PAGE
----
Renters Missed Out on $51,500 This Past Year Renters Missed Out on $51,500 This Past Year | MyKCM Rents have increased significantly this year. The latest National Rent Report from Apartmentlist.com shows rents are rising at a rate much higher than the three years leading up to the pandemic: “Since January of this year, the national median rent has increased by a staggering 16.4 percent. To put that in context, rent growth from January to September averaged just 3.4 percent in the pre-pandemic years from 2017-2019.” Looking back, we can see rents rising isn’t new. The median rental price has increased consistently over the past 33 years (see graph below):Renters Missed Out on $51,500 This Past Year | MyKCMIf you’re thinking of renting for another year, consider that rents will likely be even higher next year. But that alone doesn’t paint the picture of the true cost of renting. The Money Renters Stand To Lose This Year A homeowner’s monthly mortgage payment pays for their shelter, but it also acts as an investment. That investment grows in the form of equity as a homeowner makes their mortgage payment each month to pay down what they owe on their home loan. Their equity gets an additional boost from home price appreciation, which is at near-record levels this year. The latest Homeowner Equity Insights report from CoreLogic found homeowners gained significant wealth through their home equity this past year. The research shows: “. . . the average homeowner gained approximately $51,500 in equity during the past year.” As a renter, you don’t get the same benefit. Your rent payment only covers the cost of shelter and any included amenities. None of your monthly rent payments come back to you as an investment. That means, by renting this year, you likely paid more in rent than you did in the previous year, and you also missed out on the potential wealth gain of $51,500 you could have had by owning your own home. Bottom Line When deciding whether you should rent or buy in the future, keep in mind how much renting can cost you. Another year of renting is another year you’ll pay rising rents and miss out on building your wealth through home equity. Let’s connect today to talk more about the benefits of buying over renting.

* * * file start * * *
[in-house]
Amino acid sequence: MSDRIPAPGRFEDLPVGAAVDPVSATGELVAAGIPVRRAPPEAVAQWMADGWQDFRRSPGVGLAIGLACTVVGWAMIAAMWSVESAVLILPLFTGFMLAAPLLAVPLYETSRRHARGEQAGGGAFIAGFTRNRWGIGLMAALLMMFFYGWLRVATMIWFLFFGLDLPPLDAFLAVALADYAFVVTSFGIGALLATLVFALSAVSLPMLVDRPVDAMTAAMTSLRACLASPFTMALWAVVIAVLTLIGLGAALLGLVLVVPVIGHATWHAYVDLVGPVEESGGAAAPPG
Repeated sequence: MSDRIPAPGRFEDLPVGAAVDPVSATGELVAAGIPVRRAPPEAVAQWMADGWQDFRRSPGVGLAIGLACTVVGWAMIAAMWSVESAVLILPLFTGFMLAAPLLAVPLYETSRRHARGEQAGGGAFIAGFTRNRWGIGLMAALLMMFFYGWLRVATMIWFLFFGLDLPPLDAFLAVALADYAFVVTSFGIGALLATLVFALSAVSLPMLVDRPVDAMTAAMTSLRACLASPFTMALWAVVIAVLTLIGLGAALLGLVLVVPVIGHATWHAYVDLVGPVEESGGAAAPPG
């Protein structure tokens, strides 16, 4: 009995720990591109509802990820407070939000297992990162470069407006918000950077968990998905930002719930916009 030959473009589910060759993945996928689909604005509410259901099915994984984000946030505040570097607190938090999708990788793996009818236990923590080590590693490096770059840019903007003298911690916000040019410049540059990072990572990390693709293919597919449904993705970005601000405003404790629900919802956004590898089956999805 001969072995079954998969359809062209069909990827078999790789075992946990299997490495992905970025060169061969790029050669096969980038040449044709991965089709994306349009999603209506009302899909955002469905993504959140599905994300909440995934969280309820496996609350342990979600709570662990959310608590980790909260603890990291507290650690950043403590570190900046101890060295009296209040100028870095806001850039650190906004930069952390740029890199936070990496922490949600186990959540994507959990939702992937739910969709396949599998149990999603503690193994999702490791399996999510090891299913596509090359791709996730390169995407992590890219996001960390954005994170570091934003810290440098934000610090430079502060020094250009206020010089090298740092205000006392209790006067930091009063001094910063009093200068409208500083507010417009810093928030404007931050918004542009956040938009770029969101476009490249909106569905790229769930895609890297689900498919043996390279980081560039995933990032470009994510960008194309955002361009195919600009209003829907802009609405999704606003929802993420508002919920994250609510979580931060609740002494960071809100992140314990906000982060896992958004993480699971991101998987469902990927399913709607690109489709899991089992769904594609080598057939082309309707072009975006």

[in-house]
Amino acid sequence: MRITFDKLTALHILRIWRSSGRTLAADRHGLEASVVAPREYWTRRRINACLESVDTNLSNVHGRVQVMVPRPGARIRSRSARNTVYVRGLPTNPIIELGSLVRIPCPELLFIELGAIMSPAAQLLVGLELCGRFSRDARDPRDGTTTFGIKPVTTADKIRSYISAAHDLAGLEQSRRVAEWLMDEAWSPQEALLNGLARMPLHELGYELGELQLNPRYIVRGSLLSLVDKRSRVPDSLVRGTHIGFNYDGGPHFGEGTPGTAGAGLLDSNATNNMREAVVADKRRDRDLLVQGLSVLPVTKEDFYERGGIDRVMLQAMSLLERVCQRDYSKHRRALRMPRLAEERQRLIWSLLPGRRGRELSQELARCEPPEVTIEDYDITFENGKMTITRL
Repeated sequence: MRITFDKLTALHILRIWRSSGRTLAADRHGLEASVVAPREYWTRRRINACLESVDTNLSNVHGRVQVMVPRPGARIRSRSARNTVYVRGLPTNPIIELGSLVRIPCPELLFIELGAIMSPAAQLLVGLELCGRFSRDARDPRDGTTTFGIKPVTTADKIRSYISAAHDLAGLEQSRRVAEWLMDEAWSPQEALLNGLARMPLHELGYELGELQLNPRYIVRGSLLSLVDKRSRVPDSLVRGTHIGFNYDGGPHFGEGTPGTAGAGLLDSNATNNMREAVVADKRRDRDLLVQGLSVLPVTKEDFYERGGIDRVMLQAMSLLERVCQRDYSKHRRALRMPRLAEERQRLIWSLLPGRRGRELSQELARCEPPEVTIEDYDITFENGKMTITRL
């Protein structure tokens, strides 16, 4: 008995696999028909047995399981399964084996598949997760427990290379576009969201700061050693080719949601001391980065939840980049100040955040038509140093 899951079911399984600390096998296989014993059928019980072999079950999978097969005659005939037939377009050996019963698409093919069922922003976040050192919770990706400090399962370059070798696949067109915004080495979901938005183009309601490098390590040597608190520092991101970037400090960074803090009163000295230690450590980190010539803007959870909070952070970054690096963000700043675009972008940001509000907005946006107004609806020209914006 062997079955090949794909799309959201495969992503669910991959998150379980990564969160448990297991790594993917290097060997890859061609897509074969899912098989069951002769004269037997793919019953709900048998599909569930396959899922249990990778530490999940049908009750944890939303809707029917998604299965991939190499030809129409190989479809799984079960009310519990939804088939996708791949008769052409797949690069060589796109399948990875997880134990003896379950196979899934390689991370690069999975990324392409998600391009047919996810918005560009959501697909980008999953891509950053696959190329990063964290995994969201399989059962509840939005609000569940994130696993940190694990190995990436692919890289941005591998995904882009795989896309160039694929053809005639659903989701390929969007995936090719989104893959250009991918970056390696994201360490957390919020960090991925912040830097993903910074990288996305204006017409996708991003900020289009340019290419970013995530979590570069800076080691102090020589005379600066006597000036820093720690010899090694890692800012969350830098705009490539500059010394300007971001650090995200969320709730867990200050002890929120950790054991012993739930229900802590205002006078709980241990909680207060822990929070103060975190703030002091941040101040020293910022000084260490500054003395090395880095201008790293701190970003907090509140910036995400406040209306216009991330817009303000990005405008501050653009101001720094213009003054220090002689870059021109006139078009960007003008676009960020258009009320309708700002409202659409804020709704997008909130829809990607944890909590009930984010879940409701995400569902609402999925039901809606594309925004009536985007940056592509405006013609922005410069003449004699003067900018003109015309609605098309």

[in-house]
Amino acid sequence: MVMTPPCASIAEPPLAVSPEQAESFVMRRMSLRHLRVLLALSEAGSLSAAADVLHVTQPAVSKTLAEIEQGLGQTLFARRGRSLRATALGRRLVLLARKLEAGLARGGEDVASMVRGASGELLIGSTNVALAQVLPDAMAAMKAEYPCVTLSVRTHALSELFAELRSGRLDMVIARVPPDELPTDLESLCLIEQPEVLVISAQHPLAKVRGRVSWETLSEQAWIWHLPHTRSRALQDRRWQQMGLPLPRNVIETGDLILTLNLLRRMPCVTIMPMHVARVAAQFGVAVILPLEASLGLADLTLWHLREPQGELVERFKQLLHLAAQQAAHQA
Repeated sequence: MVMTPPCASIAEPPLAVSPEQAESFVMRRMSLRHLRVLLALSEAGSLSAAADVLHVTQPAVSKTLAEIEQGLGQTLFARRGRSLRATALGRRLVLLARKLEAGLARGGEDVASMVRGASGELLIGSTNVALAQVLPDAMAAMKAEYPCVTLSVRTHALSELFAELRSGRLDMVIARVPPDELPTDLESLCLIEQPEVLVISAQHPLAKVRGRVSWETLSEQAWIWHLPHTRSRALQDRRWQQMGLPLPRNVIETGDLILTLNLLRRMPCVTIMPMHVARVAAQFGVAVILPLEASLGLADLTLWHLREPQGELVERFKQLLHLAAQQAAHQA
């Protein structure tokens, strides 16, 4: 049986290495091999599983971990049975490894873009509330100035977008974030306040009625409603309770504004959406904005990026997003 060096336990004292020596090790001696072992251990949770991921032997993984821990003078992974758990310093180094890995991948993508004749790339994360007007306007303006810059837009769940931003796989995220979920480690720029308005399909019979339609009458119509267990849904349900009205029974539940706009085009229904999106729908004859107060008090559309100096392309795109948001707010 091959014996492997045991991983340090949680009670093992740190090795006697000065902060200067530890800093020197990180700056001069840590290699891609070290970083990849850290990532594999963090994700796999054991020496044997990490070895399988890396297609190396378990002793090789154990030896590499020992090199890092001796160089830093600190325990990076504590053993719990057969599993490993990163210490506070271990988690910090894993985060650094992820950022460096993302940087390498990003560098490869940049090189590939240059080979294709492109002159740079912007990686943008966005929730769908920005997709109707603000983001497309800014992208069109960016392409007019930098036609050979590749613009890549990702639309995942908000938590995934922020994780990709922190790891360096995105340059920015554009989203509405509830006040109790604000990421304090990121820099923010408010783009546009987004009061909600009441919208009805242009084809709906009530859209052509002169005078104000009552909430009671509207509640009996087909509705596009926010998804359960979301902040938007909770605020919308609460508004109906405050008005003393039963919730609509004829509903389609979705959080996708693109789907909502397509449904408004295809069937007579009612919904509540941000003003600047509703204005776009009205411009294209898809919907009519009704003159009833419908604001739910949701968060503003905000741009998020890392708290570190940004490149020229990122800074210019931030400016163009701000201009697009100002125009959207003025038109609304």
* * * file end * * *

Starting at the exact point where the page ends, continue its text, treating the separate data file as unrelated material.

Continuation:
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US Real Estate News for Global Investors 10-29-2021

Posted By Yoshi Takita on October 29, 2021 in Global Real Estate

The Mortgage Process Doesn’t Have To Be Scary [INFOGRAPHIC] The Mortgage Process Doesn’t Have To Be Scary [INFOGRAPHIC] | MyKCM Some Highlights Applying for a mortgage is a big step towards homeownership, but it doesn’t need to be one you fear. Here are some tips to help you prepare. Know your credit score and work to build strong credit. When you’re ready, lean on your agent to connect you with a lender so you can get pre-approved and begin your home search. Any major life change can be scary, and buying a home is no different. Let’s connect so you have an advisor by your side to take the fear out of the equation.